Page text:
Barnett On Business Travel: New Orleans' favorite bars have the welcome mat out
Mar 23,2007 00:00 by Chris_Barnett

Well over a thousand bars have their welcome mat out in post-Katrina New Orleans so you don't have to look hard to find a friendly place with a smiling face. There are the ancient saloons in the French Quarter, once owned or frequented by the 'gentleman pirate' Jean Laffite and his brother. Laffite's Blacksmith Shop, tucked inside a 1772 mud and stone building (941 Bourbon St.), is a dark, candle-lit cave with a piano man on the ivories. The original horseshoe shop was supposedly the brothers' front for selling their stolen swag a couple centuries ago.

Not far away is the Old Absinthe House (240 Bourbon St.) circa 1814 where Laffite and Army Maj. Gen. Andrew Jackson supposedly planned out the victory party for the Battle of New Orleans. The celebration must have been held because the U.S military forces defeated the British the following January and Jackson, the hero, was elected president.

Then there's Tujaques (823 Decatur) also in the Quarter, the town's first stand-up bar for two-fisted elbow bending, still going strong at 151 years old. And Napoleon House (500 Chartres), a few blocks away, the mansion of New Orleans' Mayor Nicholas Girod who offered it as a refuge to the exiled Bonaparte in 1821. Napoleon never moved in but his name was an attention grabber and the mayor purloined it for his pub.

Kerri McCaffety, anthropologist-author of "Obituary Cocktail: The Great Saloons of New Orleans" (, who photographed the town's 60 oldest, most ornate bars for her book, favors the Napoleon House and its signature Pimm's Cup for her social drinking.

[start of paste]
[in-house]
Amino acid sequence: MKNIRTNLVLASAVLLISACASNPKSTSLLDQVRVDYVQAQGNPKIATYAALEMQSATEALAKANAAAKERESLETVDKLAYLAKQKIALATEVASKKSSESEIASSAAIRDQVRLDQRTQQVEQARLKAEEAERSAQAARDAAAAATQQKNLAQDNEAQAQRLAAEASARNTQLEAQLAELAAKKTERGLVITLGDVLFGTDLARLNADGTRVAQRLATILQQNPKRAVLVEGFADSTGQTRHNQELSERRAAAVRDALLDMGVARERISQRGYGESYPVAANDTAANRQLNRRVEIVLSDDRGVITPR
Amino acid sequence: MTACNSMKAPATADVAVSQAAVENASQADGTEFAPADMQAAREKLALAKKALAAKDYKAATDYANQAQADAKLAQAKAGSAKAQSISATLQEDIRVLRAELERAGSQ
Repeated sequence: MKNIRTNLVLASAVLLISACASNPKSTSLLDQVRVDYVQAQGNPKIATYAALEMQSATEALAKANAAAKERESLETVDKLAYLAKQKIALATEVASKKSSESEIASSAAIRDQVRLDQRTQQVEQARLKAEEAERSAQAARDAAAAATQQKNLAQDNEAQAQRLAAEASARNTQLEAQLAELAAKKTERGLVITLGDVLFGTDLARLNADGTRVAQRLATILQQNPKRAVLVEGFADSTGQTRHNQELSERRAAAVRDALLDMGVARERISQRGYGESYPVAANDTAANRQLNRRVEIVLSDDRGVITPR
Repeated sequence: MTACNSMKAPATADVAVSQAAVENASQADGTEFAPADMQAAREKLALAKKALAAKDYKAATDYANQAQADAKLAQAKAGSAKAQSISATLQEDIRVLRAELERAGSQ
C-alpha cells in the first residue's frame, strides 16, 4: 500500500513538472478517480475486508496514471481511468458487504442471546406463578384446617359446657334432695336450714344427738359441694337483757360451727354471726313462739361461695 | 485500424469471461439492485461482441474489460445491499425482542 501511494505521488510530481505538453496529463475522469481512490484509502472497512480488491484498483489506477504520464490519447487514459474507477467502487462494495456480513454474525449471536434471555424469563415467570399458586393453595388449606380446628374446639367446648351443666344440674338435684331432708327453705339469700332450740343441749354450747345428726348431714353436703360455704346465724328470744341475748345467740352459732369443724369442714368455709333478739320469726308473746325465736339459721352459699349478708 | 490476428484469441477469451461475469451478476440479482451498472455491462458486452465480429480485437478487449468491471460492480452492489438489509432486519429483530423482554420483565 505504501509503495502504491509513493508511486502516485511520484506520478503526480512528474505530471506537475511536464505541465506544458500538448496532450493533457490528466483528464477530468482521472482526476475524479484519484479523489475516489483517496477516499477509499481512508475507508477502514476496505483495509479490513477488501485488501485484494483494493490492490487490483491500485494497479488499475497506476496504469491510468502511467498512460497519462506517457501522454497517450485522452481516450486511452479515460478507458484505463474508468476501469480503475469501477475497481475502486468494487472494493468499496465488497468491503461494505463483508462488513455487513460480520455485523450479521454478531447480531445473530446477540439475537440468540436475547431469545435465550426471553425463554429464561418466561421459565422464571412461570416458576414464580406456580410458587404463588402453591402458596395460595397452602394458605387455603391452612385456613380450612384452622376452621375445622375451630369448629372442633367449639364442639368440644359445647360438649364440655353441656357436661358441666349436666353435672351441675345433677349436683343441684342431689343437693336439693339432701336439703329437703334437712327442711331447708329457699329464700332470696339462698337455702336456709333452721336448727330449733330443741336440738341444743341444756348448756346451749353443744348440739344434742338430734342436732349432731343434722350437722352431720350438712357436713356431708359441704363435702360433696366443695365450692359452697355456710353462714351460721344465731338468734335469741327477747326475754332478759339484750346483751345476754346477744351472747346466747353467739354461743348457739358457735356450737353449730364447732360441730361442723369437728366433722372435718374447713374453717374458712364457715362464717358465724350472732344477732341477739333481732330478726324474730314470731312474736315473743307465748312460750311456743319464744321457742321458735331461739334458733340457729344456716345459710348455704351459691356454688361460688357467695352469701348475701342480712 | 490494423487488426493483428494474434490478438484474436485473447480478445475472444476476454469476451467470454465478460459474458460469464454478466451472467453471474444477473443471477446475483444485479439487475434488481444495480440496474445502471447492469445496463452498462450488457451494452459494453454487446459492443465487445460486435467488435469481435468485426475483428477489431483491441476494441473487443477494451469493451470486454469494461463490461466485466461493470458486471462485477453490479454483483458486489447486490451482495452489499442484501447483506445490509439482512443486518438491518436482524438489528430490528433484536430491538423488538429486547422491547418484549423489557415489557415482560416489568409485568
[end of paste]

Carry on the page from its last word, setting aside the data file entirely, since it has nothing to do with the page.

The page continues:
Not all New Orleanians like their libations with a history chaser but they do enjoy a heavy pour of nostalgia. That led me to Tommy's Cuisine in the Warehouse District (746 Tchoupitoulas; 504-581-1103;, which dishes up "classic Cajun, Italian and French" food.

Tommy's has a short five-year history in this spot and a 40-year New Orleans heritage, courtesy of owner Tommy Andrade, the soft-spoken owner-host who is there most nights greeting his regulars and newcomers. His debut was a summer in '68 as an apprentice waiter in the Sazerac Bar of the Roosevelt Hotel, now the New Orleans Fairmont that has yet to reopen after the hurricane. "Here I was in the most elegant, beautiful bar in this city named after the first cocktail in America," he recalls. "I stayed 20 years."

Outside, looking in the lace curtained, etched glass front window, it could pass for a cozy bistro on a side street in the Quarter or even Paris. The ceiling fans, exposed brick and sprays of fresh flowers add to a festive atmosphere.

Inside, it feels like a New York Italian restaurant with the usual wall of black-and-white photos of notable customers, the seductive scent of garlic floating in the air, and those well-seasoned waiters who take care of you like you own the joint.

The centerpiece of Tommy's is the 10-stool bar, right in the middle of the action, that runs the length of one room with glasses and wine bottles displayed overhead. Chief mixologist Jonathan Miller and his colleagues greet first timers as if they're blood relatives.